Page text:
Stranded Assets are a Growing Problem

Stranded assets are a growing problem in the facilities-based fixed network business (cable TV or telco).

There are several issues. A growing percentage of potential customers choose not to buy any services at all.

A bigger percentage of homes passed by the networks do buy services, but from another network.

AT&T has said  that it will add 11.7 million additional fiber to the home locations within four years of the closing of its acquisition of DirecTV. That’s a lot of locations.

Keep in mind, however, that AT&T’s network in 2012 passed as many as 76 million consumer and small business locations.

AT&T might have about 30 million homes in its fixed network coverage area.

In 2015, AT&T sold service to about nine million consumer customers, nine million business locations and also two million wholesale lines, representing about 20 million locations. If AT&T sold services to nine million consumer locations, it is deriving revenue from about 30 percent of locations passed by its network.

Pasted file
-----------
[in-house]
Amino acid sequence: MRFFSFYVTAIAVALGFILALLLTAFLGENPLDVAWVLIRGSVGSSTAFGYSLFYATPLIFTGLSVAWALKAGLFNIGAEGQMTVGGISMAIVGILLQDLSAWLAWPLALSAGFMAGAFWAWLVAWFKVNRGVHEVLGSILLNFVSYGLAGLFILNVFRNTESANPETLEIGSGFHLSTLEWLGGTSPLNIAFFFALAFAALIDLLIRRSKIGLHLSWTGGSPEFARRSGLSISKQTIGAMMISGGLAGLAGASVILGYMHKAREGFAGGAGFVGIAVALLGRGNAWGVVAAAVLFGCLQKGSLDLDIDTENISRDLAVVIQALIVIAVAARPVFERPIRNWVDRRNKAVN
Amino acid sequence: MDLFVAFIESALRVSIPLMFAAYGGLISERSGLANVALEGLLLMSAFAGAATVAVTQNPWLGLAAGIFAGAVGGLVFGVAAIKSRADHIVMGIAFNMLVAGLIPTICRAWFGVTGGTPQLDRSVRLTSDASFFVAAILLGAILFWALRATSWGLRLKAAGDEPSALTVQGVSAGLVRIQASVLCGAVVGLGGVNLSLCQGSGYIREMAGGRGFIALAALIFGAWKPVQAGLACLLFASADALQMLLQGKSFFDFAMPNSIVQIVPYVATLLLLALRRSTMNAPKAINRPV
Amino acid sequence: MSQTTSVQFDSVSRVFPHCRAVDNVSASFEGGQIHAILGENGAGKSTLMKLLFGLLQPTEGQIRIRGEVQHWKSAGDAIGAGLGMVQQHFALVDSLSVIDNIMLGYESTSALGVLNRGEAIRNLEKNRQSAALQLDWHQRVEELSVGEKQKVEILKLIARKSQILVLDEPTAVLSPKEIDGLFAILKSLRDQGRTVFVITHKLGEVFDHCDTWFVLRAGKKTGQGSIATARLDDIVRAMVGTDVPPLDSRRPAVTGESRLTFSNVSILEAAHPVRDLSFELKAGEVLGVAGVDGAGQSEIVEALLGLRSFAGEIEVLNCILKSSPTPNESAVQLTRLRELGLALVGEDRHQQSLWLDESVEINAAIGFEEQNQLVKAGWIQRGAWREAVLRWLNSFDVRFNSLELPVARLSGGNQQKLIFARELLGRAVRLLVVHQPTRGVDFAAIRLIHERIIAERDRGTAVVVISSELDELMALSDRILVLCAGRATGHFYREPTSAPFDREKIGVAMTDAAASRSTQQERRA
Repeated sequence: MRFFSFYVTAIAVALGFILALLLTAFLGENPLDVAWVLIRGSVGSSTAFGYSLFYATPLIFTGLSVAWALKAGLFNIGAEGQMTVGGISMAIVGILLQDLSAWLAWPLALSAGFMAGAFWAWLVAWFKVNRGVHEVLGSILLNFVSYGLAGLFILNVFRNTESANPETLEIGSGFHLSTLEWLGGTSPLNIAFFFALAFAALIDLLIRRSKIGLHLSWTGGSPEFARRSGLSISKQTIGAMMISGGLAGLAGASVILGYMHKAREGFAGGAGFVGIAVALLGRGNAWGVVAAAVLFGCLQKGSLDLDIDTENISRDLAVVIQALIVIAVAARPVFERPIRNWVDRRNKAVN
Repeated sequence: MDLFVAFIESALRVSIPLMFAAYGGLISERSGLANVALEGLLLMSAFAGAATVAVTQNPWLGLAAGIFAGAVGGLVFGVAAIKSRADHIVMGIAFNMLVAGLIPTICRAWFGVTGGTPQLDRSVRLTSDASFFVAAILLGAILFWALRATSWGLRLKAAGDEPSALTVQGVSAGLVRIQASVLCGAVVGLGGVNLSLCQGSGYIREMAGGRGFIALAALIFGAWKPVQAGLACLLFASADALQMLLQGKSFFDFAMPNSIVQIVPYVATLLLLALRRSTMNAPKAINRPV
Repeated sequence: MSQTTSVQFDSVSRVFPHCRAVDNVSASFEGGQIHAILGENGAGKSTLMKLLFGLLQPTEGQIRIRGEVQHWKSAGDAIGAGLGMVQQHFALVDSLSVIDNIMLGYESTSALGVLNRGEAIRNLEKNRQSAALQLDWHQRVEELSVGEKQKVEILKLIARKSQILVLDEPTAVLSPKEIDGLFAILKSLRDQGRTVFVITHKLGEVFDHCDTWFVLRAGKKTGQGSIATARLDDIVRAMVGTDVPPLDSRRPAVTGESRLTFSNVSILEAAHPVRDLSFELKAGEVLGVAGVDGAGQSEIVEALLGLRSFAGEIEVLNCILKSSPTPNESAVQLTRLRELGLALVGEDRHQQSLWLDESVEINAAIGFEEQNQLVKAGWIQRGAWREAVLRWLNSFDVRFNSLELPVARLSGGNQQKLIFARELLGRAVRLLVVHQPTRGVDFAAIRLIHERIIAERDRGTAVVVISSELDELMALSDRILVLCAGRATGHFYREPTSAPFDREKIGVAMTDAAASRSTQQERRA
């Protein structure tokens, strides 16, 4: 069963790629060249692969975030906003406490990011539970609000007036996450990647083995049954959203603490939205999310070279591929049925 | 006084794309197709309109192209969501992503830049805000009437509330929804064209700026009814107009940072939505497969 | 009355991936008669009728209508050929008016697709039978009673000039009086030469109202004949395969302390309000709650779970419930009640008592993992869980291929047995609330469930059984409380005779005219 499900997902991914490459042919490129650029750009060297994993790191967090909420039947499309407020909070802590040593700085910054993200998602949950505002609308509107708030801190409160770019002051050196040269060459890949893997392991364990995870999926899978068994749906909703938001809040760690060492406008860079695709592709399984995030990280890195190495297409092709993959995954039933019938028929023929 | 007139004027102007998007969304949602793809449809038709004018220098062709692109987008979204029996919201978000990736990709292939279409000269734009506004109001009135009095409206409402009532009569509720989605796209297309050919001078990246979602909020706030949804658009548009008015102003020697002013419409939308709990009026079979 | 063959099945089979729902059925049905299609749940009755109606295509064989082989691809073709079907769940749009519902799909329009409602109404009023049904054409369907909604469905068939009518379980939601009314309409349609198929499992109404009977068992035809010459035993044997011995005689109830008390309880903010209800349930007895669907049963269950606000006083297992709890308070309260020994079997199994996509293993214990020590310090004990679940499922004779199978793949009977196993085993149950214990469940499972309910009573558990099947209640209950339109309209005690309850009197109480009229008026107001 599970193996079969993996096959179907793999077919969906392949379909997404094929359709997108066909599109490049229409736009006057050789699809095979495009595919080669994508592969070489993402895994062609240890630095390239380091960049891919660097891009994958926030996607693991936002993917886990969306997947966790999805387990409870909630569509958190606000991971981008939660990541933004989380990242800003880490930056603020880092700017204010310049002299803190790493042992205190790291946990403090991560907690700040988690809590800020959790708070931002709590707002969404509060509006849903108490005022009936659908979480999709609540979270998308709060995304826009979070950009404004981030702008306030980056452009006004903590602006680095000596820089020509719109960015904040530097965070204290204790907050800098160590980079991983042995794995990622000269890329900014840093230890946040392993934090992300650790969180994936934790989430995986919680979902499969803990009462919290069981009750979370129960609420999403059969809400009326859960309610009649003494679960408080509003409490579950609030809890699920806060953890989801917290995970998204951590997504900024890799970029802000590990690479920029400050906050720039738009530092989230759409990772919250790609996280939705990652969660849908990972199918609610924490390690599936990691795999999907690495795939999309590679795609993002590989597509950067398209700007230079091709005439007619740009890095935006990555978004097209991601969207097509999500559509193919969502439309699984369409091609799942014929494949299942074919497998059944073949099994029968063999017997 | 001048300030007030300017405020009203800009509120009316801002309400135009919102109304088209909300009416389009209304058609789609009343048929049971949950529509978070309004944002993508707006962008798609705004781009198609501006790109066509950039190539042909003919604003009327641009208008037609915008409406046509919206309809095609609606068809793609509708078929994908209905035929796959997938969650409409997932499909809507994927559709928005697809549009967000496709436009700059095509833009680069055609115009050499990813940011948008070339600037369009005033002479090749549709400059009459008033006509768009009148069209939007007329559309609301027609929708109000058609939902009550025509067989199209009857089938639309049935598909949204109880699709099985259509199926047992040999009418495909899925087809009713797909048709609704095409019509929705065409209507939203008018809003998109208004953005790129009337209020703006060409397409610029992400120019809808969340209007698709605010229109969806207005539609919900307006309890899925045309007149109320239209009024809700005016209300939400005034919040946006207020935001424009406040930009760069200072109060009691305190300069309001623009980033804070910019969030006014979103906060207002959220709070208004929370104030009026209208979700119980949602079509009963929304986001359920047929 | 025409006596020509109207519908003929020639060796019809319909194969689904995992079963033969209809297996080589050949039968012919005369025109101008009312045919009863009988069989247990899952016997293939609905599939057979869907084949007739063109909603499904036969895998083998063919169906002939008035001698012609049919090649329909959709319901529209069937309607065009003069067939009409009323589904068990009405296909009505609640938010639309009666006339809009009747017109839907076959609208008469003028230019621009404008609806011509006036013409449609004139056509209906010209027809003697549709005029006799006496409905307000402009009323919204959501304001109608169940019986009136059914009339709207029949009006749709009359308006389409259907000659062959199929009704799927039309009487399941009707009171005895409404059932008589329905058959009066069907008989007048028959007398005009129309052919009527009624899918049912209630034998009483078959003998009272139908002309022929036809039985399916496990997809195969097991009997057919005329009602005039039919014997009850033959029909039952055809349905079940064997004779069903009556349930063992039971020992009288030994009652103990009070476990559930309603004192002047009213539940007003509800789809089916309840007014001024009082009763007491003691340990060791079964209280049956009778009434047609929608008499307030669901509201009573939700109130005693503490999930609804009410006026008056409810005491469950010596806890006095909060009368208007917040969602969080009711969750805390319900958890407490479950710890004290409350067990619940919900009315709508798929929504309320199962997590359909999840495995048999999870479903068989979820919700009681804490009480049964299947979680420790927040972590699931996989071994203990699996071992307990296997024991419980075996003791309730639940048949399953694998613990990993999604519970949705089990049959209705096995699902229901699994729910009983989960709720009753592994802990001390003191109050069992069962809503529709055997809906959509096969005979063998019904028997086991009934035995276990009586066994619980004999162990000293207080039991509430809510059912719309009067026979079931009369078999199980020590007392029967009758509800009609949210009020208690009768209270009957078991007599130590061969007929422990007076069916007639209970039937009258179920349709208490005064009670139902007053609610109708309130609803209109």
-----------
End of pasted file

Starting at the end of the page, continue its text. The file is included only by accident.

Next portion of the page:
In other words, 70 percent of consumer locations passed the AT&T fixed network now are stranded assets

Verizon serves about 27 million locations. FiOS passes nearly 19 million of those locations. It is likely Verizon has about the same level of stranded consumer assets as AT&T experiences.
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